As I have stated in the forum earlier and 1000's of times in the past….perhaps the best thing would be to simply put the ace card down and rule that no actors are paid anymore!! Ha….at least the best (in theory) will stand more of a chance of shining!
Those who - because of rich parents…work for nothing….rely on my taxes to pay your dole….or you are so desperate that you will live like a pauper in the name of telling the world "I am a professional actor darling!" No you are not.....you are someone who is "claiming" to be a professional.
I prefer the economics of prospecting here and there when I have the time and or can afford to do so…..but I prefer not to draw dole from a country on its knees! I pay my own bills, and drive the car I want to drive and live in the house I want to pay for or rent. The only way I can do what I love best of all and still live a normal and healthy life….is NOT to continually accept NO PAY work! That's what has worked for me for the past 22 years. I don't think that makes me a better actor or better person….but in my experience, that's what has got me by!
I see the industry eroded 10 fold - year on year by those of you being so willing to ignore the wider picture by willingly accepting non paid work "all the time" Sorry….but that's how I and many others feel!
When I see posts asking for cheap video editors to "knock up a showreel for me" or anyone know of any cheap singing teachers……or when I get calls for my show reel editing services…asking if I can work three days for £50 because others will….it make me sad for the business and its foreseeable future.
It also makes me sad, as actors, many of you think you can get away with shoddy cheap PR and yet still wish to be looked upon with respect and admiration in what has always been a highly competitive industry.
Perhaps it's all part of the "we must have everything instantly" culture which seems to have grown of late? Oooh..controversial and old fashioned I hear you cry!! Either way….if you want respect and quality work experience, I'd be very weary of accepting unpaid work without giving each project very careful evaluation and ethics analysis first.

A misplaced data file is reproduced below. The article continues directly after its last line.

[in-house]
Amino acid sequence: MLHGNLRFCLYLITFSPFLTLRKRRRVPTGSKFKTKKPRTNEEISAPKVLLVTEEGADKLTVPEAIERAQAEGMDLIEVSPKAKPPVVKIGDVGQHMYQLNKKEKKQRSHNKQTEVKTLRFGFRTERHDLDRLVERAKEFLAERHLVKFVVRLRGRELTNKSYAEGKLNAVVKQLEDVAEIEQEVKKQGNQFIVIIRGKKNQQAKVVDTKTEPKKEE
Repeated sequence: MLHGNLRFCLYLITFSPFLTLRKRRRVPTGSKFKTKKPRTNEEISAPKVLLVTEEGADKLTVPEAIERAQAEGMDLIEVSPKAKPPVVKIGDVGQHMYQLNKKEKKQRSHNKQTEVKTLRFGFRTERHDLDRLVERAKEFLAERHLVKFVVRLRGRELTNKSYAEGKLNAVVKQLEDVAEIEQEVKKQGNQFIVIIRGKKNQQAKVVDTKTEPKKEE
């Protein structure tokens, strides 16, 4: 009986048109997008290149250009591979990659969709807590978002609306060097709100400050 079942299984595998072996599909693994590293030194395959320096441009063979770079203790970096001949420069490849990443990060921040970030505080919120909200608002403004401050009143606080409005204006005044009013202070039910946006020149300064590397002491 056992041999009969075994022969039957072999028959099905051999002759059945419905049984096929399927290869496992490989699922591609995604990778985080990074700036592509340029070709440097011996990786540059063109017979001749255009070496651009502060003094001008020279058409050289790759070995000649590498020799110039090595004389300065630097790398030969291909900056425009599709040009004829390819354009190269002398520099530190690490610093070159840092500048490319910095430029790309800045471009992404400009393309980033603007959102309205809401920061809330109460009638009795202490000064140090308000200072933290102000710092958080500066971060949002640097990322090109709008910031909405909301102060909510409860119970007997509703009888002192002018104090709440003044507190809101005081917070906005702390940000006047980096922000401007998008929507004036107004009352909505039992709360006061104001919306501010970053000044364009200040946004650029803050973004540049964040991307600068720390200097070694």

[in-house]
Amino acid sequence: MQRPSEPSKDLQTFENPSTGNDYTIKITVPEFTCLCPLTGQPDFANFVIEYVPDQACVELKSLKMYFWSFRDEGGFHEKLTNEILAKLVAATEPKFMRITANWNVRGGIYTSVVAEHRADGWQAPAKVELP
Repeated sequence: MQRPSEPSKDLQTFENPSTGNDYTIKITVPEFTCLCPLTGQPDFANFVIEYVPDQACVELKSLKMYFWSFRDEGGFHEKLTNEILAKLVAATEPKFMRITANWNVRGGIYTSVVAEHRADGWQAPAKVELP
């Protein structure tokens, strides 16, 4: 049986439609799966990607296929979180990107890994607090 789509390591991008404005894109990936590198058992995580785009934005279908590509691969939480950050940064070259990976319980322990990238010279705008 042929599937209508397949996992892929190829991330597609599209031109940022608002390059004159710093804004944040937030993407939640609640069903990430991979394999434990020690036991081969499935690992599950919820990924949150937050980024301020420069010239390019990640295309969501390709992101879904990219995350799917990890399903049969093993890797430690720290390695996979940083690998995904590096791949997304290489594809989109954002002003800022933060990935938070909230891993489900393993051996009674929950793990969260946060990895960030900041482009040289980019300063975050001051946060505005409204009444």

With regards to almost 3 months worth of time for free: Perhaps if I knew the director had many successfully acclaimed productions under his or her belt, the writing was unique and fresh, the role was great, the cast brilliant, the possibility of a transfer to a longer "paid" run a prospect, the accommodation and out of pocket subsistence/expenses all covered …I might think …this could be worth a punt.
Without any of those…..I doubt I'd touch the job with barge pole!
Best to all.
- 8th May 2012
User DeletedThis profile has been archived
I guess this is a vicious circle. If you don't have a lot of credits/no showreel it is very difficult to get auditions for paid work. But at the same time, if you only work for free, how can you expect to be taken seriously as an actor?
Personally, I wish I could only do paid jobs. Unfortunately this is not the case for the moment.
However, I would never agree to work 3 months for nothing.
I am aware that right now my best chances to network/build a showreel/forge my experience are to agree to low paid work.
I am not happy with that but I am very picky and only chose projects in which I really believe. And of course I expect from the producers, directors etc a minimum of respect in return.
3 months without pay is in my opinion a lack of respect for the actors in general. I really wish this kind of "contract" were made illegal.
- 8th May 2012